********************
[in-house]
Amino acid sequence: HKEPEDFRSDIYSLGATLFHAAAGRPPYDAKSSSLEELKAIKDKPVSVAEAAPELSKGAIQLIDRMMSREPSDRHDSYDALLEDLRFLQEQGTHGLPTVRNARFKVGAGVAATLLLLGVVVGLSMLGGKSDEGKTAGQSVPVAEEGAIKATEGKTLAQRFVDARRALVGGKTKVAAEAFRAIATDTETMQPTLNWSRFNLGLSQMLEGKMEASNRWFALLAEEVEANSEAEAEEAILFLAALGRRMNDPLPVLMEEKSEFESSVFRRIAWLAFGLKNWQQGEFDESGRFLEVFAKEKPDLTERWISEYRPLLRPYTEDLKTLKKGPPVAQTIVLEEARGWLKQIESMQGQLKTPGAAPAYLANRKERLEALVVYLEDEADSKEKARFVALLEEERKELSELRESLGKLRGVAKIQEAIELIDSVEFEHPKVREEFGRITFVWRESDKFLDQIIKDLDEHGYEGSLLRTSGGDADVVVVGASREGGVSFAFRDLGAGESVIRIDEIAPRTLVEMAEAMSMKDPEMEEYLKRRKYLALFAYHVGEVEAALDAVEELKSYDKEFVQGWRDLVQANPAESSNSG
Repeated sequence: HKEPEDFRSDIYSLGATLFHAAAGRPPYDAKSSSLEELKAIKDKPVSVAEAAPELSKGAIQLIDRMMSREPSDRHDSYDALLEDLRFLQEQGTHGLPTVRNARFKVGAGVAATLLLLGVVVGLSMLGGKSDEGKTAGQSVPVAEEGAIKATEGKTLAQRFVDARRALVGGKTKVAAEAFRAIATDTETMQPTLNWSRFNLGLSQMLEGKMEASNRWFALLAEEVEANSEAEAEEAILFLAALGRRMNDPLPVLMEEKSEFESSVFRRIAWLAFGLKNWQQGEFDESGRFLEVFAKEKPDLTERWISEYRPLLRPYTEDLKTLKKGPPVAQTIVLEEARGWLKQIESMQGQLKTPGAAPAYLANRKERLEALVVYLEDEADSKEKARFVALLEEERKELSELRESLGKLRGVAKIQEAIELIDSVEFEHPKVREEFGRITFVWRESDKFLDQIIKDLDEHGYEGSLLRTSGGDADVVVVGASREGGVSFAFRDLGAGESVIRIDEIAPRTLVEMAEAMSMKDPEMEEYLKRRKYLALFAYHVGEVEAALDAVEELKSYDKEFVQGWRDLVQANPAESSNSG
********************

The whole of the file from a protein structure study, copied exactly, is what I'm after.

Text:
[in-house]
Amino acid sequence: HKEPEDFRSDIYSLGATLFHAAAGRPPYDAKSSSLEELKAIKDKPVSVAEAAPELSKGAIQLIDRMMSREPSDRHDSYDALLEDLRFLQEQGTHGLPTVRNARFKVGAGVAATLLLLGVVVGLSMLGGKSDEGKTAGQSVPVAEEGAIKATEGKTLAQRFVDARRALVGGKTKVAAEAFRAIATDTETMQPTLNWSRFNLGLSQMLEGKMEASNRWFALLAEEVEANSEAEAEEAILFLAALGRRMNDPLPVLMEEKSEFESSVFRRIAWLAFGLKNWQQGEFDESGRFLEVFAKEKPDLTERWISEYRPLLRPYTEDLKTLKKGPPVAQTIVLEEARGWLKQIESMQGQLKTPGAAPAYLANRKERLEALVVYLEDEADSKEKARFVALLEEERKELSELRESLGKLRGVAKIQEAIELIDSVEFEHPKVREEFGRITFVWRESDKFLDQIIKDLDEHGYEGSLLRTSGGDADVVVVGASREGGVSFAFRDLGAGESVIRIDEIAPRTLVEMAEAMSMKDPEMEEYLKRRKYLALFAYHVGEVEAALDAVEELKSYDKEFVQGWRDLVQANPAESSNSG
Repeated sequence: HKEPEDFRSDIYSLGATLFHAAAGRPPYDAKSSSLEELKAIKDKPVSVAEAAPELSKGAIQLIDRMMSREPSDRHDSYDALLEDLRFLQEQGTHGLPTVRNARFKVGAGVAATLLLLGVVVGLSMLGGKSDEGKTAGQSVPVAEEGAIKATEGKTLAQRFVDARRALVGGKTKVAAEAFRAIATDTETMQPTLNWSRFNLGLSQMLEGKMEASNRWFALLAEEVEANSEAEAEEAILFLAALGRRMNDPLPVLMEEKSEFESSVFRRIAWLAFGLKNWQQGEFDESGRFLEVFAKEKPDLTERWISEYRPLLRPYTEDLKTLKKGPPVAQTIVLEEARGWLKQIESMQGQLKTPGAAPAYLANRKERLEALVVYLEDEADSKEKARFVALLEEERKELSELRESLGKLRGVAKIQEAIELIDSVEFEHPKVREEFGRITFVWRESDKFLDQIIKDLDEHGYEGSLLRTSGGDADVVVVGASREGGVSFAFRDLGAGESVIRIDEIAPRTLVEMAEAMSMKDPEMEEYLKRRKYLALFAYHVGEVEAALDAVEELKSYDKEFVQGWRDLVQANPAESSNSG